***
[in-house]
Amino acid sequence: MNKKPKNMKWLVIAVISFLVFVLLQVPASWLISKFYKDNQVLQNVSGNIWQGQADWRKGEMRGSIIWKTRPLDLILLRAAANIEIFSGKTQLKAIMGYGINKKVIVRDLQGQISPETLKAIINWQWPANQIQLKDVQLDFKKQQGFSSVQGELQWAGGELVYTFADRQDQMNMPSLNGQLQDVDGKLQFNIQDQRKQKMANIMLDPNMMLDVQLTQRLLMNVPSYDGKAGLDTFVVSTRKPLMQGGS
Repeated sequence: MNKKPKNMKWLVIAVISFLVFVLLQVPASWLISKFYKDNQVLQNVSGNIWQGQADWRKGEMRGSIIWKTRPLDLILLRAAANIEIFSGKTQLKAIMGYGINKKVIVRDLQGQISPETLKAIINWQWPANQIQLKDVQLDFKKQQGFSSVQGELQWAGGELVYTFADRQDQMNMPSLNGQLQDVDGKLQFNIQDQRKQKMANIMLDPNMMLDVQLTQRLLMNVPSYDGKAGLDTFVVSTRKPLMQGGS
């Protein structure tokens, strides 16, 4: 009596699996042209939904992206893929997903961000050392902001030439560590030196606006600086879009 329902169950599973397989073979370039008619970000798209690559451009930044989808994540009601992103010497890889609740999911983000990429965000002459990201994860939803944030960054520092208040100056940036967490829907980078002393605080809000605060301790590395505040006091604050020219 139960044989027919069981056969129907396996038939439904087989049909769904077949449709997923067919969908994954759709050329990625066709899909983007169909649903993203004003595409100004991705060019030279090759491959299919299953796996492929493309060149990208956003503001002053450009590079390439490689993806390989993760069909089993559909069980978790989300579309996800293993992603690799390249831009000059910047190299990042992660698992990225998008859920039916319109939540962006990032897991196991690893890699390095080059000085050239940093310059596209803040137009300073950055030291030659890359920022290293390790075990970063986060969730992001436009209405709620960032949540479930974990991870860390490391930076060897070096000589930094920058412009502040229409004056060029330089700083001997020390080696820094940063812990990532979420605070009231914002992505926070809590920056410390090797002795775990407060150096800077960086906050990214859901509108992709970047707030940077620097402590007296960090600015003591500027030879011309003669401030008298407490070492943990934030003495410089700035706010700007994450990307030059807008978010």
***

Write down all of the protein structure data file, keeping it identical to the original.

[in-house]
Amino acid sequence: MNKKPKNMKWLVIAVISFLVFVLLQVPASWLISKFYKDNQVLQNVSGNIWQGQADWRKGEMRGSIIWKTRPLDLILLRAAANIEIFSGKTQLKAIMGYGINKKVIVRDLQGQISPETLKAIINWQWPANQIQLKDVQLDFKKQQGFSSVQGELQWAGGELVYTFADRQDQMNMPSLNGQLQDVDGKLQFNIQDQRKQKMANIMLDPNMMLDVQLTQRLLMNVPSYDGKAGLDTFVVSTRKPLMQGGS
Repeated sequence: MNKKPKNMKWLVIAVISFLVFVLLQVPASWLISKFYKDNQVLQNVSGNIWQGQADWRKGEMRGSIIWKTRPLDLILLRAAANIEIFSGKTQLKAIMGYGINKKVIVRDLQGQISPETLKAIINWQWPANQIQLKDVQLDFKKQQGFSSVQGELQWAGGELVYTFADRQDQMNMPSLNGQLQDVDGKLQFNIQDQRKQKMANIMLDPNMMLDVQLTQRLLMNVPSYDGKAGLDTFVVSTRKPLMQGGS
């Protein structure tokens, strides 16, 4: 009596699996042209939904992206893929997903961000050392902001030439560590030196606006600086879009 329902169950599973397989073979370039008619970000798209690559451009930044989808994540009601992103010497890889609740999911983000990429965000002459990201994860939803944030960054520092208040100056940036967490829907980078002393605080809000605060301790590395505040006091604050020219 139960044989027919069981056969129907396996038939439904087989049909769904077949449709997923067919969908994954759709050329990625066709899909983007169909649903993203004003595409100004991705060019030279090759491959299919299953796996492929493309060149990208956003503001002053450009590079390439490689993806390989993760069909089993559909069980978790989300579309996800293993992603690799390249831009000059910047190299990042992660698992990225998008859920039916319109939540962006990032897991196991690893890699390095080059000085050239940093310059596209803040137009300073950055030291030659890359920022290293390790075990970063986060969730992001436009209405709620960032949540479930974990991870860390490391930076060897070096000589930094920058412009502040229409004056060029330089700083001997020390080696820094940063812990990532979420605070009231914002992505926070809590920056410390090797002795775990407060150096800077960086906050990214859901509108992709970047707030940077620097402590007296960090600015003591500027030879011309003669401030008298407490070492943990934030003495410089700035706010700007994450990307030059807008978010």